Regarding Gary Hattenburg’s letter of Dec. 12 concerning straight-pipe motorcycles: Right on!
I’m a biker and love to ride. I wrote a motorcycle travel article that was published in four mainland newspapers and won an AMA award. To the point, I believe there is little else, excepting vog, that degrades the quality of life in Kona like noise pollution, and no noise offender is worse than straight-pipe bikes.
Straight-pipe riders will say, “It’s a safety issue.” There’s some truth to that, but ask yourself if you need to be heard from over a quarter-mile away? Others say they modify their bikes for the horsepower bump. If your bike requires that you spend a lot of money for fractional boosts in horsepower, I would point you to the many models that will give you more power than you could ever use, with mufflers that won’t rattle windows. Think of the conversations interrupted, the babies woken, TV shows drowned out and the annoyance scattered with your offensive (and illegal) exhaust systems.
Remember the “noise check” stops the Kona police conducted in 2000, 2001? It kept the noise pollution down. As Mr. Hattenburg says, it’s not necessary to have decibel meters or argue in court about how loud a bike is, Hawaii law says no exhaust system modification. That’s a law I, too, would like to see enforced.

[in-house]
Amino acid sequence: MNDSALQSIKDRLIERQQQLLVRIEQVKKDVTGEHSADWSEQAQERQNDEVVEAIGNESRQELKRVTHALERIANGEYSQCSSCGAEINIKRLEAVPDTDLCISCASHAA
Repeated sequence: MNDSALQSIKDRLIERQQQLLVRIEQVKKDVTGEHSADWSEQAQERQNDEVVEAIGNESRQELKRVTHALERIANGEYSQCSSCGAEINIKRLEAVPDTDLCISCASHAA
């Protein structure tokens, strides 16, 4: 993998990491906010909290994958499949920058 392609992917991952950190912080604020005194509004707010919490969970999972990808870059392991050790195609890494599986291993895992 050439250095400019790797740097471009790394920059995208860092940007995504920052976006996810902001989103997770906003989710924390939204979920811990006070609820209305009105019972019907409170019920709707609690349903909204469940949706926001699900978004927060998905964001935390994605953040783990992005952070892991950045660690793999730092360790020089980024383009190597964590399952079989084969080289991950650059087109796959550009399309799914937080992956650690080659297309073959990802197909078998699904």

There are a lot of people who look at you when you rumble by. But we’re not, as you might imagine, thinking “how cool.”
David Wagner
Obamacare benefit
I just returned from California where I had a surgery not available in Hawaii. The time from initial exam to surgery is usually a lengthy wait. But thanks to Obamacare I got to the head of the line.
The poor soul who had the date that I got was unable to make his appointment because his insurance had been canceled. So, thanks to Obama, I am cured while the other guy is not, poor fellow.